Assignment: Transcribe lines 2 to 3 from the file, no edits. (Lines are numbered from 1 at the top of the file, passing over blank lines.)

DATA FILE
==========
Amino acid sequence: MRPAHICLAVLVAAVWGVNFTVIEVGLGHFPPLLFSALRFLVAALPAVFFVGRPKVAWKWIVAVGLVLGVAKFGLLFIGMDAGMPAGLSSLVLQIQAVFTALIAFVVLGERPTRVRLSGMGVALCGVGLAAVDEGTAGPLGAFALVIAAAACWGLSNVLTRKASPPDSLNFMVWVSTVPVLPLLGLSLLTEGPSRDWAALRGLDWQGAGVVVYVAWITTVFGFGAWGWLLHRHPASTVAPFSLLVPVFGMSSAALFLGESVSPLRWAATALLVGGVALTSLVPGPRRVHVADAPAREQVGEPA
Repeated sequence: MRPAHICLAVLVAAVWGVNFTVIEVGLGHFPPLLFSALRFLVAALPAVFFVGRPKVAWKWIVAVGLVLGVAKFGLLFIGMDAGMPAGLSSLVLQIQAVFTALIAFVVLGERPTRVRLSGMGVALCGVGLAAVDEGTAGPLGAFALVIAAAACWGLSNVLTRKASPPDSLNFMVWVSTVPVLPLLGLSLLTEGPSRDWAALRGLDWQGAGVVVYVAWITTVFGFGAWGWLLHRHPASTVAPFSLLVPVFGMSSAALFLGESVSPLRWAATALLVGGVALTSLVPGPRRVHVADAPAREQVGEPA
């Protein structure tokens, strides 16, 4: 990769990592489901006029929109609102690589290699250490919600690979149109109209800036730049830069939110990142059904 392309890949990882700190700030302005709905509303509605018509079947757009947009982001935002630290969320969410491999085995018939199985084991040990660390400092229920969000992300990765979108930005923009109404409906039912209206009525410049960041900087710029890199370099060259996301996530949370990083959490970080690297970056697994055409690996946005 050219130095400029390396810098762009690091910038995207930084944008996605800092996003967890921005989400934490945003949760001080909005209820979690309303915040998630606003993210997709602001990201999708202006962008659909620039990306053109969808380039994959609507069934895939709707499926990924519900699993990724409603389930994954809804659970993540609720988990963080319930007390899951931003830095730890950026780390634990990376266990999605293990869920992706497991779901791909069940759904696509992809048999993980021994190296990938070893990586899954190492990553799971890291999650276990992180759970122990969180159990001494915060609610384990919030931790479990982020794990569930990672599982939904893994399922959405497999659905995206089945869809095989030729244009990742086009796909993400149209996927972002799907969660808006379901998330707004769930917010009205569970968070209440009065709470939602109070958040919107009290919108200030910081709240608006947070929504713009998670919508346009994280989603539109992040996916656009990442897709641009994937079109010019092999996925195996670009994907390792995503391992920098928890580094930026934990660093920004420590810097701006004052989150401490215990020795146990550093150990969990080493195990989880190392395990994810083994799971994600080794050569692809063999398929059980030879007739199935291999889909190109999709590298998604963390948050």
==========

Repeated sequence: MRPAHICLAVLVAAVWGVNFTVIEVGLGHFPPLLFSALRFLVAALPAVFFVGRPKVAWKWIVAVGLVLGVAKFGLLFIGMDAGMPAGLSSLVLQIQAVFTALIAFVVLGERPTRVRLSGMGVALCGVGLAAVDEGTAGPLGAFALVIAAAACWGLSNVLTRKASPPDSLNFMVWVSTVPVLPLLGLSLLTEGPSRDWAALRGLDWQGAGVVVYVAWITTVFGFGAWGWLLHRHPASTVAPFSLLVPVFGMSSAALFLGESVSPLRWAATALLVGGVALTSLVPGPRRVHVADAPAREQVGEPA
């Protein structure tokens, strides 16, 4: 990769990592489901006029929109609102690589290699250490919600690979149109109209800036730049830069939110990142059904 392309890949990882700190700030302005709905509303509605018509079947757009947009982001935002630290969320969410491999085995018939199985084991040990660390400092229920969000992300990765979108930005923009109404409906039912209206009525410049960041900087710029890199370099060259996301996530949370990083959490970080690297970056697994055409690996946005 050219130095400029390396810098762009690091910038995207930084944008996605800092996003967890921005989400934490945003949760001080909005209820979690309303915040998630606003993210997709602001990201999708202006962008659909620039990306053109969808380039994959609507069934895939709707499926990924519900699993990724409603389930994954809804659970993540609720988990963080319930007390899951931003830095730890950026780390634990990376266990999605293990869920992706497991779901791909069940759904696509992809048999993980021994190296990938070893990586899954190492990553799971890291999650276990992180759970122990969180159990001494915060609610384990919030931790479990982020794990569930990672599982939904893994399922959405497999659905995206089945869809095989030729244009990742086009796909993400149209996927972002799907969660808006379901998330707004769930917010009205569970968070209440009065709470939602109070958040919107009290919108200030910081709240608006947070929504713009998670919508346009994280989603539109992040996916656009990442897709641009994937079109010019092999996925195996670009994907390792995503391992920098928890580094930026934990660093920004420590810097701006004052989150401490215990020795146990550093150990969990080493195990989880190392395990994810083994799971994600080794050569692809063999398929059980030879007739199935291999889909190109999709590298998604963390948050």